I love the mark making here, the charcoal and acrylic immediateness, and yes, as rude as it is to listen, I could hear her talking to someone and explaining she was too impatient for oil paint. I love her “mess” of charcoal and paint, the joy of paint, of texture, and yes some of this is looping back to earlier days, it does feels like as a painter she is very much right here and right now (and maybe I should shut up about wanting to see those wonderful shoe paintings of hers again). There is that every day magic that Jarman talked of, those fairytales from the supermarket or a cup of tea or a record player or watching a film, the freedom a squat (or the squat world) offered – see, I am harking back to what I already know from Raincoats encounters, from encounters with the world she came from, experience we probably both shared, it really is hard not to. I like the hints of tales that are being told here.

I like the hints here, I like the layers, the paint that might peel off later, I like the painting over there that didn’t quite fit the canvas she had so she painted it anyway with a black panel at the bottom for the bit of canvas she didn’t need – you can’t do that! Why not? I like that she couldn’t wait to get the right size canvas, I like that urgency.

This show is her past and her present both at the same time, but it also feels like things to come, like she’s currently on a creative roll, that there’s more for both her and us to discover. The room itself, the fucking room and the painting on the radiator and the cigarette ends, that feels like the artist looking back, it felt like the least interesting o the rooms that make up this gallery. And that big angel, is that an attempt to paint something “nice ” I wonder? I like that not everything is obvious and that not everything works, that’s kind of why it all works so well. I love her reds, I love her movement, I love her lines, I love the commitment. I’ve seen a lot of art during this busy Frieze Week, I see a lot of art most weeks,  I’ve been to quite a few underwhelming (dare I say boring?) art exhibitions in the last couple of weeks, I was kind of expecting this one to be good, I avoided what was no doubt a packed Friday night opening and could’nt wait for the gallery to open on the Saturday, I felt exciting. Gina Birch didn’t disappoint. (sw)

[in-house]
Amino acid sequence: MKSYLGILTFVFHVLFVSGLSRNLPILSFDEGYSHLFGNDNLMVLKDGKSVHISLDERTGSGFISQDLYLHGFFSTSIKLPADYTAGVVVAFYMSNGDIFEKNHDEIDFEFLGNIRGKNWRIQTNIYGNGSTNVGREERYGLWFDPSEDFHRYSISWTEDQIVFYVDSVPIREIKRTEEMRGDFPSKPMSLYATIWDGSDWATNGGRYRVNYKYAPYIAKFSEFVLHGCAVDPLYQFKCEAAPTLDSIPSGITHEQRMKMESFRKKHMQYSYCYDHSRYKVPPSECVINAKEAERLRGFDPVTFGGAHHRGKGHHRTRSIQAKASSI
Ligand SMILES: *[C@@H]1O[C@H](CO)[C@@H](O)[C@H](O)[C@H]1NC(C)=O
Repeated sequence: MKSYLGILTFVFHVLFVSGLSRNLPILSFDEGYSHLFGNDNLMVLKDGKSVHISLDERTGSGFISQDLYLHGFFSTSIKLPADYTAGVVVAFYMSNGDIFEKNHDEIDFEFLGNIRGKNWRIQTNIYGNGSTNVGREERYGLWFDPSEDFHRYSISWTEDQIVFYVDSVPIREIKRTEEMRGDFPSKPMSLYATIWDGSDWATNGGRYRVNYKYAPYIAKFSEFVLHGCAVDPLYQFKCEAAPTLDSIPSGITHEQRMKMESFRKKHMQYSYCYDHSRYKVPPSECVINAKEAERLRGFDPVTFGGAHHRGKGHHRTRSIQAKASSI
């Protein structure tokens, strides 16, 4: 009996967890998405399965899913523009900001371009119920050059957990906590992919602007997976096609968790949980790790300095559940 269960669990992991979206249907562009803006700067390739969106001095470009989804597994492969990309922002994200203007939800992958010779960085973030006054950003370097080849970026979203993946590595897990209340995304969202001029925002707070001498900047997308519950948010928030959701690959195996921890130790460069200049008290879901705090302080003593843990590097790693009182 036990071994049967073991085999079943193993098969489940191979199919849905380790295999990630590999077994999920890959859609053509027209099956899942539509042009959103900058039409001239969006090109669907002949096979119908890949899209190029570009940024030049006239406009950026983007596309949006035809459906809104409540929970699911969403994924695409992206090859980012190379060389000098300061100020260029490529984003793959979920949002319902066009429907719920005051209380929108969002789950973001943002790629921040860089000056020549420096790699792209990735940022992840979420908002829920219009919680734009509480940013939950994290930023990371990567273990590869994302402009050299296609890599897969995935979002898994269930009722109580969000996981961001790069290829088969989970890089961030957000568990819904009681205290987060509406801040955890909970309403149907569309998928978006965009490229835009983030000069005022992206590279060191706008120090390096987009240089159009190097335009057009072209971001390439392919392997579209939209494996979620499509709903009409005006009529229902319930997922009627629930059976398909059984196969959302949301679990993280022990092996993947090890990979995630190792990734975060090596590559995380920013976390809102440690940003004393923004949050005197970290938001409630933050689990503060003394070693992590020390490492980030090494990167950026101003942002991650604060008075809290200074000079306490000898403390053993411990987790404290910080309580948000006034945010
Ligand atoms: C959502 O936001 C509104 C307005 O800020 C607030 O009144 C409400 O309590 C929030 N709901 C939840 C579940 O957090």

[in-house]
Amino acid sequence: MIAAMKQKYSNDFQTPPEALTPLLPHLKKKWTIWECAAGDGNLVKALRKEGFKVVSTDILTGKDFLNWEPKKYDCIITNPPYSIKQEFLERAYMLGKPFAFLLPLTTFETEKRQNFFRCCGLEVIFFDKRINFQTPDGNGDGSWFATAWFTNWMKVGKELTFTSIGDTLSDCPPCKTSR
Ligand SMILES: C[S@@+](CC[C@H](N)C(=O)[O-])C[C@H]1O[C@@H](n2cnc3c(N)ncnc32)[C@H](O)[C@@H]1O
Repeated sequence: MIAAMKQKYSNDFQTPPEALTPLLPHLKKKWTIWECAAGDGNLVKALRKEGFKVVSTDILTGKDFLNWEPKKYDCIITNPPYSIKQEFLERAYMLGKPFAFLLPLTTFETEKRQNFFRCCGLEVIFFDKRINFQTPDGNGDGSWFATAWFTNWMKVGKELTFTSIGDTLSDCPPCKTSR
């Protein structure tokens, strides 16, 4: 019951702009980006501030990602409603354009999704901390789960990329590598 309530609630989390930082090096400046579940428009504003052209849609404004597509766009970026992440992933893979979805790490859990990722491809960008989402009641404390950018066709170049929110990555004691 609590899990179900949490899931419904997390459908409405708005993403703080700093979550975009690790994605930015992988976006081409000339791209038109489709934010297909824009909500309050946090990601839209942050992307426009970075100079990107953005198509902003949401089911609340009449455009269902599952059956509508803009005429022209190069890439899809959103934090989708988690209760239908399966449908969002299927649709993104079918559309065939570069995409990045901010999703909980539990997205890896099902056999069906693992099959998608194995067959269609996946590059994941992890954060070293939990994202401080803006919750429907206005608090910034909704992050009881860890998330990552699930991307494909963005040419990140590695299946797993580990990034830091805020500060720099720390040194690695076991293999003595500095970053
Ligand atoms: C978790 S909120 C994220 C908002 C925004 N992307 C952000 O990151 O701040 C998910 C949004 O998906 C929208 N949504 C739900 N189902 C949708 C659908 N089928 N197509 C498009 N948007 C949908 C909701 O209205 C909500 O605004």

Gallery 46 is found at 46 Ashfield Street, Whitechapel, London E1.  The show is open now and runs until November 3rd, the gallery is open 1pm until 6pm, Tuesday through to Sunday. Gina Birch on instagram

Do as always, clcik on an image to enlarge or to run the fractured slide show.

3 thoughts on “ORGAN: Frieze week, Gina Birch at Whitechapel’s Gallery 46. There’s a feeling here that she’s experimenting, discovering, not so much finding her painterly voice but feeling she can start to visually shout…

  1. Pingback: ORGAN: Frieze Week, the obligatory top ten list – Jeffrey Gibson, Jadé Fadojutimi’s seven paintings, Ken Currie at Flowers, Gina Birch, Caroline Coon, Lee Maelzer’s beds, Selome Muleta, Emma Amos, that DIS bench, Madeleine Strindberg

  2. Pingback: ORGAN: Frieze Week, the obligatory top ten list – Jeffrey Gibson, Jadé Fadojutimi’s seven paintings, Ken Currie at Flowers, Gina Birch, Caroline Coon, Lee Maelzer’s beds, Selome Muleta, Emma Amos, that DIS bench, Madeleine Strindberg

  3. Pingback: ORGAN: Frieze Week, the obligatory top ten list – Jeffrey Gibson, Jadé Fadojutimi’s seven paintings, Ken Currie at Flowers, Gina Birch, Caroline Coon, Lee Maelzer’s beds, Selome Muleta, Emma Amos, that DIS bench, Madeleine Strindberg